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Global Market Report - 10 January

Lex Hall  |  10 Jan 2020Text size  Decrease  Increase  |  
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Australia

Early gains are expected on the Australian share market amid optimism about a US-China trade deal.

At 7am Sydney time the SPI200 futures contract was up 15 points, or 0.22 per cent, to $68.30, after US investors gained hope from China’s commerce ministry which said Vice Premier Liu will sign a phase one trade agreement in Washington next week.

The Australian share market hit a record closing high yesterday on a relief rally after the US-Iranian conflict de-escalated following days of tension.

The benchmark S&P/ASX200 index closed on Thursday up 56.6 points, or 0.83 per cent, to 6874.2 points, while the broader All Ordinaries was up 61.3 points, or 0.88 per cent, to 6,991.4 points.

Easing tensions between Iran and the US, following attacks from each country in the Middle East, also helped Wall Street share prices.

The Dow Jones Industrial Average rose 0.74 per cent, the S&P 500 gained 0.67 per cent and the Nasdaq Composite added 0.81 per cent.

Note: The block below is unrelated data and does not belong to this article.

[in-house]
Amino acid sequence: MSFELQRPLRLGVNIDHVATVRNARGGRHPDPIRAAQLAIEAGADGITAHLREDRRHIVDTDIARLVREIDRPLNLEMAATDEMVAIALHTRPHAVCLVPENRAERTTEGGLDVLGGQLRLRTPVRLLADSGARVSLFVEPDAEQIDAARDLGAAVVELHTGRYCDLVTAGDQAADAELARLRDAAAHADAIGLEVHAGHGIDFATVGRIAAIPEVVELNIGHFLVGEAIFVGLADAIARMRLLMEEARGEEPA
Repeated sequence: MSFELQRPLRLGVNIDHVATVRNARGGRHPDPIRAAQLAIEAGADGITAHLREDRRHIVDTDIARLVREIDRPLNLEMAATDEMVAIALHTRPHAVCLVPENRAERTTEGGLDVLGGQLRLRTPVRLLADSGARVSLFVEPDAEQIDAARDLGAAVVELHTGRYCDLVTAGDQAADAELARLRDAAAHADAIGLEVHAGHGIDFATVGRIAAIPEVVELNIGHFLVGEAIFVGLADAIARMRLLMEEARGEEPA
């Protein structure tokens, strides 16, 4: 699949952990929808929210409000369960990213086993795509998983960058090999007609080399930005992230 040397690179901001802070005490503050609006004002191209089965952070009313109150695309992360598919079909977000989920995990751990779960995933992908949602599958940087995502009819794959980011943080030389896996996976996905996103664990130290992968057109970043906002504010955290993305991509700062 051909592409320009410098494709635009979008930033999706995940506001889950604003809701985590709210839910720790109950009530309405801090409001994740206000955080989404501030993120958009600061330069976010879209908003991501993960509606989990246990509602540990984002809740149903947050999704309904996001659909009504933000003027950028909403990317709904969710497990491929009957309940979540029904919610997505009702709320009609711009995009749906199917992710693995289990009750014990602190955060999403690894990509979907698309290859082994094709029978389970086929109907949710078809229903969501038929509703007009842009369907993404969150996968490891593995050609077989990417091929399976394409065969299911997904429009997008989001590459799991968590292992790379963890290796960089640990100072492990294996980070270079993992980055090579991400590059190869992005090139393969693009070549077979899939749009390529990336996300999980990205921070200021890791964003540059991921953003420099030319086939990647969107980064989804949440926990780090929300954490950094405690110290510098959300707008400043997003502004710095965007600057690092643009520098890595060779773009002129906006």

The Australian dollar this morning was buying US68.51 cents, down from US69.74c at Thursday’s close. 

Asia

China stocks ended higher on Thursday, largely erasing losses from the previous session, as tensions in the Middle East mitigated after remarks from the United States and Iran.

The blue-chip CSI300 index closed 1.3 per cent higher at 4164.37, while the Shanghai Composite Index gained 0.9 per cent to 3094.88.

Hong Kong stocks staged a strong rally on Thursday, erasing all losses from the previous session, as US-Iran drew back from the brink and investors cheered signs of Sino-US trade progress.

The Hang Seng index rose 1.7 per cent, to 28,561.00, while the China Enterprises Index gained 1.8 per cent, to 11,281.26 points.

Around the region, MSCI’s Asia ex-Japan stock index was firmer by 1.42 per cent, while Japan’s Nikkei index closed up 2.31 per cent. 

Europe

European stocks picked up their record rally on Thursday as the US and Iran signalled a desire to avoid further conflict, while rising expectations that a phase one US-China trade deal will be signed next week also provided a lift.

A 1.3 per cent gain for Germany's trade-sensitive DAX stood out among regional peers, also benefiting from data showing better-than-expected industrial output in November that dispelled any remaining worries about a recession in Europe's economic powerhouse.

The pan-regional STOXX 600 hit an intraday record high in Thursday’s session, rising for the third straight day.

The benchmark index saw its best annual percentage gain last year since the global financial crisis, but it had pulled back about as much as 2 per cent from its record levels after last week’s killing of a top Iranian general by the US fanned fears of an all-out conflict in the region.

Mirroring strength in its US peers, technology index touched a near 19-year high and was among the best performing European sub-sectors.